London's Big Ben

The Houses of Parliament's iconic clock tower is one of London's most famous landmarks. Don't leave London without visiting Big Ben!

What is Big Ben?

The Houses of Parliament and Elizabeth Tower, commonly called Big Ben, are among London's most iconic landmarks and must-see London attractions. Technically, Big Ben is the name given to the massive bell inside the clock tower, which weighs more than 13 tons (13,760 kg).  The clock tower looks spectacular at night when the four clock faces are illuminated.

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 Big Ben Facts

  • Each dial is seven metres in diameter
  • The minute hands are 4.2 metres long (14ft) and weigh about 100kg (220lbs, including counterweights)
  • The numbers are approximately 60cm (23in) long
  • There are 312 pieces of glass in each clock dial
  • A special light above the clock faces is illuminated when parliament is in session
  • Big Ben's timekeeping is strictly regulated by a stack of coins placed on the huge pendulum. 
  • Big Ben has rarely stopped. Even after a bomb destroyed the Commons chamber during the Second World War, the clock tower survived and Big Ben continued to strike the hours.
  • The chimes of Big Ben were first broadcast by the BBC on 31 December 1923, a tradition that continues to this day.
  • The latin words under the clockface read DOMINE SALVAM FAC REGINAM NOSTRAM VICTORIAM PRIMAM, which means "O Lord, keep safe our Queen Victoria the First"
  • In June 2012 the House of Commons announced that the clock tower was to be renamed the Elizabeth Tower in honour of Queen Elizabeth II's Diamond Jubilee.  
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When was Big Ben Built?

The Palace of Westminster was destroyed by fire in 1834. In 1844, it was decided the new buildings for the Houses of Parliament should include a tower and a clock. 

A massive bell was required and the first attempt (made by John Warner & Sons at Stockton-on-Tees) cracked irreparably. The metal was melted down and the bell recast in Whitechapel in 1858. Big Ben first rang across Westminster on 31 May 1859. A short time later, in September 1859, Big Ben cracked. A lighter hammer was fitted and the bell rotated to present an undamaged section to the hammer. This is the bell as we hear it today.

You can visit the Whitechapel Bell Foundry and discover more about Big Ben's origins.

How Tall is Big Ben?

Elizabeth Tower stands at over 96 metres (105yrds) tall, with 334 steps to climb up to the belfry and 399 steps to the Ayrton Light at the very top of the tower.

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Where is Big Ben?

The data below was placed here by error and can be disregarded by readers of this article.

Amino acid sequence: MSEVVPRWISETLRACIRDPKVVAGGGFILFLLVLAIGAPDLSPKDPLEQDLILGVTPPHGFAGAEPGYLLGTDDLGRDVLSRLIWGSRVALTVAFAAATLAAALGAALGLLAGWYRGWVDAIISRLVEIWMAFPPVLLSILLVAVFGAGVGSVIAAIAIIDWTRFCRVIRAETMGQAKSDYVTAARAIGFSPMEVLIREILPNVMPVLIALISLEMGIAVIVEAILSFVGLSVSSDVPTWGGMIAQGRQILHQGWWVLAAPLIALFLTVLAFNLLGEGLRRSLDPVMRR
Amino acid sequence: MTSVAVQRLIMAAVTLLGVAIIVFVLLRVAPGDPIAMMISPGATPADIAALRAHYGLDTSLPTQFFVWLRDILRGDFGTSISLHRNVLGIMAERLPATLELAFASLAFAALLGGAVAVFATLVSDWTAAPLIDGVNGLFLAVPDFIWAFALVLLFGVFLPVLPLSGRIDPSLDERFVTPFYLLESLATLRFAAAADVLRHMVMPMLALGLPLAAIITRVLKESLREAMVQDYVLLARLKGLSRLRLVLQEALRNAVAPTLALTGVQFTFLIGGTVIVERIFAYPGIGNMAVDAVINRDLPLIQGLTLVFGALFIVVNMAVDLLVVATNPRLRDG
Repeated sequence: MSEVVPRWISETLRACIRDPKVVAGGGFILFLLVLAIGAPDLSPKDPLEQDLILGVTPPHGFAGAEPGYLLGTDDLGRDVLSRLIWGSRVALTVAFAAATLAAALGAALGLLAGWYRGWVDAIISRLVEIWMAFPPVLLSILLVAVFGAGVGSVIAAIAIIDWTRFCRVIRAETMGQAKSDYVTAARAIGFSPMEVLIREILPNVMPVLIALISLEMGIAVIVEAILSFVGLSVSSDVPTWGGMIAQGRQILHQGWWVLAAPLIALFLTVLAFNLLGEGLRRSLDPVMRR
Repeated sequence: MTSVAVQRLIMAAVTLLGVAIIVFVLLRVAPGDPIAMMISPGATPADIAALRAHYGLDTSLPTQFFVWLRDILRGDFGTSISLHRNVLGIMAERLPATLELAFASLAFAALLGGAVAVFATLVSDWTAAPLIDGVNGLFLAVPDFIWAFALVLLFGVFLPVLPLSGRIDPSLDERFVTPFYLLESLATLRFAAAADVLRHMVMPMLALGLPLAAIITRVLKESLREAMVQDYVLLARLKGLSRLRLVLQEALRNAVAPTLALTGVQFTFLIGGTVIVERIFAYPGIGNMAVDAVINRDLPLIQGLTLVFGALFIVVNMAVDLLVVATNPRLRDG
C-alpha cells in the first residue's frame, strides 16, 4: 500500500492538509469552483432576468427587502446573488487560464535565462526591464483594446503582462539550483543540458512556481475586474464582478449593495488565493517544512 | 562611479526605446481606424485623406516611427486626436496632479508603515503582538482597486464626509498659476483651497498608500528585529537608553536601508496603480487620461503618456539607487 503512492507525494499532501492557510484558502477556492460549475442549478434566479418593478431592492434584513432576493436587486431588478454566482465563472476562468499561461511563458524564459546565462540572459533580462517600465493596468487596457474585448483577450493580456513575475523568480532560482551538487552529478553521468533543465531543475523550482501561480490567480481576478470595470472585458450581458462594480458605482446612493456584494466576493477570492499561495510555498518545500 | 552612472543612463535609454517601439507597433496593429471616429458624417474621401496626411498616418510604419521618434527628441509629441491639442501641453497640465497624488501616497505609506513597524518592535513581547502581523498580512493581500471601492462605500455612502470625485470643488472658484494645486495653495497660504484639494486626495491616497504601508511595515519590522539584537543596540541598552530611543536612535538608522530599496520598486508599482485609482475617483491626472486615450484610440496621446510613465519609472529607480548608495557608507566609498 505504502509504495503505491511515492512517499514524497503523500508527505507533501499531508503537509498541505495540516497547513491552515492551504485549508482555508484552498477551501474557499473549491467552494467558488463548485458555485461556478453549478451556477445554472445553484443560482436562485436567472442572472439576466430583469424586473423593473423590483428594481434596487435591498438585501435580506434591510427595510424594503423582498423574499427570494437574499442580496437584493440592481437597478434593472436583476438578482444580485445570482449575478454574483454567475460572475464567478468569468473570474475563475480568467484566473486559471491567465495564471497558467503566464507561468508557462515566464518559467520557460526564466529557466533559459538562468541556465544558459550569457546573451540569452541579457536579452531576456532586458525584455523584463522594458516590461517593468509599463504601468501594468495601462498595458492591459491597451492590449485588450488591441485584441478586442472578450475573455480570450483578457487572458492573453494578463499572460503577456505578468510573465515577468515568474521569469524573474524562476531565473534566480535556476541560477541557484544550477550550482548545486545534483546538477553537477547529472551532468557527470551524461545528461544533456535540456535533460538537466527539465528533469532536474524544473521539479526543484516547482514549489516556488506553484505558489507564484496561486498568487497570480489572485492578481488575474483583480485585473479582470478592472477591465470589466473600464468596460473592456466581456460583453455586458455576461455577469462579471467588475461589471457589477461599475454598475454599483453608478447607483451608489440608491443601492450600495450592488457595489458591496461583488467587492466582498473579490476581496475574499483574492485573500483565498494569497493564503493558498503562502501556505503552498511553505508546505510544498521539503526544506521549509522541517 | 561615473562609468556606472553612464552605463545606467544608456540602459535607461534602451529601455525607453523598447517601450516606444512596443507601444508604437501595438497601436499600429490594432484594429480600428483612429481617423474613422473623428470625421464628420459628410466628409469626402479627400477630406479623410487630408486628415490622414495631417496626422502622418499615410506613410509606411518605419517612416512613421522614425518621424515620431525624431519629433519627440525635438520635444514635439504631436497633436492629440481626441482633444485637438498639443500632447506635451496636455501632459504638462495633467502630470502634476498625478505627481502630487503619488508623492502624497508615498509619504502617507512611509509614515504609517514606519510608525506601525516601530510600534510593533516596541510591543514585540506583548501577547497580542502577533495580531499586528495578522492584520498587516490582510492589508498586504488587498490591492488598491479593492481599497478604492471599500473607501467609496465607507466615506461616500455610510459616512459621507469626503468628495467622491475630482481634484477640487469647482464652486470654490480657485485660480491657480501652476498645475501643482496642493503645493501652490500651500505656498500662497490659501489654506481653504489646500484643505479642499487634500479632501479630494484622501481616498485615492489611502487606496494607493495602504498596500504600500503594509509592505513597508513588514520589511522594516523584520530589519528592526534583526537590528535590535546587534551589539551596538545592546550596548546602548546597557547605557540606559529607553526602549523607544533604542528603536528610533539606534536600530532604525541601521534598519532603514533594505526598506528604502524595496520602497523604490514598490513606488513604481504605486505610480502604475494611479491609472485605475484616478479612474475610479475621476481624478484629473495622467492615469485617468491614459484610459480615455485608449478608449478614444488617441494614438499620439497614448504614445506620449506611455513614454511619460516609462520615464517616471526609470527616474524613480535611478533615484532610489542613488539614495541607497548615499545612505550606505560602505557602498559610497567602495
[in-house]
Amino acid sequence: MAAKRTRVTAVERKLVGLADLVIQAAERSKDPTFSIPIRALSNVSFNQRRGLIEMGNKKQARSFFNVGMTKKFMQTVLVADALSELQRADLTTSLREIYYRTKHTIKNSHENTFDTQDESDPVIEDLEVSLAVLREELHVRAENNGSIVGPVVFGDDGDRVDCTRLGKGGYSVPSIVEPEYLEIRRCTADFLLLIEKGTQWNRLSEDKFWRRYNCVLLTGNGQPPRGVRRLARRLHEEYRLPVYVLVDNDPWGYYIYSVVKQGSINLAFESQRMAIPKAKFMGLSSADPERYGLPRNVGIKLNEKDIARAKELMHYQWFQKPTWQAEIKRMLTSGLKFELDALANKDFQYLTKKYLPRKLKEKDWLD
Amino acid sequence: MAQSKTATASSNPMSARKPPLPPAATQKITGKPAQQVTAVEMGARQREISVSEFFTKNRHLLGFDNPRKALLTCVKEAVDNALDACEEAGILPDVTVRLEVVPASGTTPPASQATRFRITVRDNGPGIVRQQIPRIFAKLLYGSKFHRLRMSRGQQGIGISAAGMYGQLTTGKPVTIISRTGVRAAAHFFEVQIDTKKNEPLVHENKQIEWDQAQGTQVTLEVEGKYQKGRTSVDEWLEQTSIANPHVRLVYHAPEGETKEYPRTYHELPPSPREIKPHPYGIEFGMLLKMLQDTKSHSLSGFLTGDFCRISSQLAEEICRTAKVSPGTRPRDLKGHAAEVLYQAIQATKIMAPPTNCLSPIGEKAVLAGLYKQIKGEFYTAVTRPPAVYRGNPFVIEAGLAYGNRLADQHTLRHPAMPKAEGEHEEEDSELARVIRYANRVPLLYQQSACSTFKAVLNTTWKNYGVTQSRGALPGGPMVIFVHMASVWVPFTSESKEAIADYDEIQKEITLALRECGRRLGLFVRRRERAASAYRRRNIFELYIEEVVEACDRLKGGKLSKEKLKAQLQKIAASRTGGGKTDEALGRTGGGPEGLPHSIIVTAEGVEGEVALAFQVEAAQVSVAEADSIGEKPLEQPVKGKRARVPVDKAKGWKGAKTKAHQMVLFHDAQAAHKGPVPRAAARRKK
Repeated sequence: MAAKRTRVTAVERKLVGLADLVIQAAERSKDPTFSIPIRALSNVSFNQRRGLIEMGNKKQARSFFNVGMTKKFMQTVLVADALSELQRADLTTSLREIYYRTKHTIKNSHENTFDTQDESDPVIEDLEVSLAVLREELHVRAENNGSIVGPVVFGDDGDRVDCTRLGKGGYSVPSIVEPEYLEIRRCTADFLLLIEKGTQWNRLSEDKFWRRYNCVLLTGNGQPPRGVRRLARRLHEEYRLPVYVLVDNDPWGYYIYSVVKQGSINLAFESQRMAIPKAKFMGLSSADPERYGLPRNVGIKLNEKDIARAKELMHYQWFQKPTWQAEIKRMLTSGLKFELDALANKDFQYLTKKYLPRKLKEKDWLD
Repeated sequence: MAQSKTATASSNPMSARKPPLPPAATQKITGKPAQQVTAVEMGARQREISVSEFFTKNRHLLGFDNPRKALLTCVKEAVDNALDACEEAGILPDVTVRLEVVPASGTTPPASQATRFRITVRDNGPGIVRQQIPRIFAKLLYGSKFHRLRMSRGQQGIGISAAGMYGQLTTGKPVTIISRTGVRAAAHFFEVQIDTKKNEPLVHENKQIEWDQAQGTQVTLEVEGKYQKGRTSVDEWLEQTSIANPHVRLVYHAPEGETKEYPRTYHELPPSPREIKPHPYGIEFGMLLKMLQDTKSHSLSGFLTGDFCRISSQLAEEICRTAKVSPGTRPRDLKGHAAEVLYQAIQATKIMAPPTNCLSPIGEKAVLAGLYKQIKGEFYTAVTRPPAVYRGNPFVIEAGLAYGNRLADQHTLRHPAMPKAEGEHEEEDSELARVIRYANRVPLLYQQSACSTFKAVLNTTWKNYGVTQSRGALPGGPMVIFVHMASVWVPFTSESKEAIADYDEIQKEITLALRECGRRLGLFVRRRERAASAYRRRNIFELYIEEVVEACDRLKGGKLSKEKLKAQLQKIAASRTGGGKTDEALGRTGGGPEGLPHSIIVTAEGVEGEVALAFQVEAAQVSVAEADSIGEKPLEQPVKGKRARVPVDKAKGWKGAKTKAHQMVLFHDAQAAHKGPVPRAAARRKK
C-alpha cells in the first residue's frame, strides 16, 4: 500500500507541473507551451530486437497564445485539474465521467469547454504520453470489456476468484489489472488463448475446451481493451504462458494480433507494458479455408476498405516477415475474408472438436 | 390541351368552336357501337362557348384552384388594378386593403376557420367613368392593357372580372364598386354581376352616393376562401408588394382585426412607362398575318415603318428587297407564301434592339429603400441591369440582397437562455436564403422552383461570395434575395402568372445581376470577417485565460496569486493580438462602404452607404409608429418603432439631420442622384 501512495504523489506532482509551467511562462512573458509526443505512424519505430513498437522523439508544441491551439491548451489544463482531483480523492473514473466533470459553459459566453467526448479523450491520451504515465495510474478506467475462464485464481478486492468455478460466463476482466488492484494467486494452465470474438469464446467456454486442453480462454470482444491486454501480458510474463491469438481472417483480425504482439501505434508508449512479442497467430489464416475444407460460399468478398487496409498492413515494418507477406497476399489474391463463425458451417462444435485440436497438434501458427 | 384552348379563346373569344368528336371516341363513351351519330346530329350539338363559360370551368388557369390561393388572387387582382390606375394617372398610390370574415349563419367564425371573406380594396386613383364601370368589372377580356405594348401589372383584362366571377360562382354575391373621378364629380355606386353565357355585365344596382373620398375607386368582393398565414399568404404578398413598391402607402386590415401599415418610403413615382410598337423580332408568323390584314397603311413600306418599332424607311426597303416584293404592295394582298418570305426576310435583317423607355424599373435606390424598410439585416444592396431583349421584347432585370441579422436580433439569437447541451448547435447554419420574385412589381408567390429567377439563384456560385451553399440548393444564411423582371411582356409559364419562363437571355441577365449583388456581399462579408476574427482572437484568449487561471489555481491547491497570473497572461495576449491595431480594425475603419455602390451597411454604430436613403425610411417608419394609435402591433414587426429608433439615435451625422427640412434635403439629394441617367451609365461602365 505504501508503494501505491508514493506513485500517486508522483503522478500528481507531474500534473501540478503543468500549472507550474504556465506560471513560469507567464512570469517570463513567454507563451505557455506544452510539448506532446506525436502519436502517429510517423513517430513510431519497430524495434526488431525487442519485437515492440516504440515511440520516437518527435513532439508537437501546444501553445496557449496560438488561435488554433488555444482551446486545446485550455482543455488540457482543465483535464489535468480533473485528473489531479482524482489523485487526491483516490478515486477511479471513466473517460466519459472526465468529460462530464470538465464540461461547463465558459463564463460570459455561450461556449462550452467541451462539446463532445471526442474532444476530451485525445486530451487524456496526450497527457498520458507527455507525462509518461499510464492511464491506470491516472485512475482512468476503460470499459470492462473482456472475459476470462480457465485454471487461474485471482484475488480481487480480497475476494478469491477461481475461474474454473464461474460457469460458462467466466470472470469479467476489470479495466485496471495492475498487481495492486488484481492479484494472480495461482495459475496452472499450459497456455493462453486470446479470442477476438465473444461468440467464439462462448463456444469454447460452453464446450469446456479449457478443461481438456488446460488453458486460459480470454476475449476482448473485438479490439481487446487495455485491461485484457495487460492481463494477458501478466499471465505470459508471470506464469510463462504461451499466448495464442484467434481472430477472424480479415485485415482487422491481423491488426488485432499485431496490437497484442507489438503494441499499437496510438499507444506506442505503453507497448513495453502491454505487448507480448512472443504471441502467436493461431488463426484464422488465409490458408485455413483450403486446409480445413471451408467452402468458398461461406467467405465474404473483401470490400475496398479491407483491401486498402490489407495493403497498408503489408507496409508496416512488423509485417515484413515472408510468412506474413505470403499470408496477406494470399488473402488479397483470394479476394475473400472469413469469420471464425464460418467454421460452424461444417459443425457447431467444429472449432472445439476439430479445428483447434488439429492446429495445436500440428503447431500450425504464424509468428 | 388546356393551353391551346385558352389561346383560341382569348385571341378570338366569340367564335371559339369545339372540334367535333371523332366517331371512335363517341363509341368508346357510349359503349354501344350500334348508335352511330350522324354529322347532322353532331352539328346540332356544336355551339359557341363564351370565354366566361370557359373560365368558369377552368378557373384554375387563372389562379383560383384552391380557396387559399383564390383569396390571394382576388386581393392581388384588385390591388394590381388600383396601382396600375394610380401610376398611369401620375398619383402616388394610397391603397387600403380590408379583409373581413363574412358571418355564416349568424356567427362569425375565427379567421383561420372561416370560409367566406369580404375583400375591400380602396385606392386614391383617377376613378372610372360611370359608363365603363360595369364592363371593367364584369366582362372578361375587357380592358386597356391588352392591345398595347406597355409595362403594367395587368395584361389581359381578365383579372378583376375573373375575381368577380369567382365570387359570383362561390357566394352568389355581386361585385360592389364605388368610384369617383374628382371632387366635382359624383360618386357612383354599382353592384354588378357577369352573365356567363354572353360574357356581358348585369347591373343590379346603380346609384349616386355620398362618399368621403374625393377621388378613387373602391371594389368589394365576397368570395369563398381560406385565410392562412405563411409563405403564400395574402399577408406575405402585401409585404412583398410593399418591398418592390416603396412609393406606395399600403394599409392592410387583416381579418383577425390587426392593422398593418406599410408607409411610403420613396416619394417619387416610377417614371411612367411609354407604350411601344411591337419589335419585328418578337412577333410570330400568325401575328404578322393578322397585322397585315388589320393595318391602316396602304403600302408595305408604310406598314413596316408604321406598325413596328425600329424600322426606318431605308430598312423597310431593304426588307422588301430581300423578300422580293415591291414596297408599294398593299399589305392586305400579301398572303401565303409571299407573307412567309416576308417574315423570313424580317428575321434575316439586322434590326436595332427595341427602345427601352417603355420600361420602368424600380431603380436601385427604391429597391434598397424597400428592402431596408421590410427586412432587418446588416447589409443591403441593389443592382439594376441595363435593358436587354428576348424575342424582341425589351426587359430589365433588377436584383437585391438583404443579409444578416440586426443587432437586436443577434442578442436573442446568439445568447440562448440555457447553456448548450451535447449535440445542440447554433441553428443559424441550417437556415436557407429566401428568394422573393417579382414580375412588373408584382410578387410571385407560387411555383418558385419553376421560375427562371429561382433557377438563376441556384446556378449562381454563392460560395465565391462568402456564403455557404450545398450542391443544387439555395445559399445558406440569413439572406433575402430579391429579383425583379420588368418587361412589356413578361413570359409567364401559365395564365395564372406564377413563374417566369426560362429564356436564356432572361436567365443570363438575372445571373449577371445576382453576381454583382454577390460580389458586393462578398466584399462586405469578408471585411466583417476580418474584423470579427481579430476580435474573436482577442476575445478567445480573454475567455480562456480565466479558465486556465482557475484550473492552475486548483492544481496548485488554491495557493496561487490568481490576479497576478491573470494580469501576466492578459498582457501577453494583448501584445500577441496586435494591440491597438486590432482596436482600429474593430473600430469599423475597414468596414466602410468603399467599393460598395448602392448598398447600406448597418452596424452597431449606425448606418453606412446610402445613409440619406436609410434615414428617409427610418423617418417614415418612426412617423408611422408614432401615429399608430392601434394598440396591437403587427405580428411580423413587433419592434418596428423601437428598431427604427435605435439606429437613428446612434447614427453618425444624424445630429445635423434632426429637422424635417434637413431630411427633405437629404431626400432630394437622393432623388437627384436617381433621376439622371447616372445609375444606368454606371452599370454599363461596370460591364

Big Ben is found in the Elizabeth Tower at the north end of The Houses of Parliament in Westminster, Central London, next to the river Thames.

There are a several London bus routes that go past the tower, and Westminster Tube station is directly across the road, serviced by the Jubilee, District and Circle lines. Westminster pier is next to the tower and is served by a number of river bus travel options.

Why is Big Ben Called Big Ben?

The origin of the name Big Ben is not known, although two different theories exist.

  • The first is that is was named after Sir Benjamin Hall, the first commissioner of works, a large man who was known affectionately in the house as "Big Ben".
  • The second theory is that it was named after a heavyweight boxing champion at that time, Benjamin Caunt. Also known as "Big Ben", this nickname was commonly bestowed in society to anything that was the heaviest in its class.

Big Ben Chimes

Ever wanted to hear what Big Ben sounds like at midday?

Inside Big Ben and How to Visit

Although the tower is not open to the general public, UK residents can arrange a visit by writing to their MP. Applications should be made in writing, as far in advance as possible, to:

House of Commons, Westminster, London SW1A 0AA

It is not possible for overseas visitors to tour the clock tower. Instead, take a tour of the Houses of Parliament next to The Elizabeth Tower. Alternatively, watch this behind-the-scenes video of Big Ben in action.

Big Ben and Elizabeth Tower Refurbishment Work

From early 2017, refurbishment work will commence on Elizabeth Tower and Big Ben. The work is due to last three years. During this time, the tower will be scaffolded and the clock mechanism will be stopped for several months (no chiming or striking). Find out more about the refurbishment.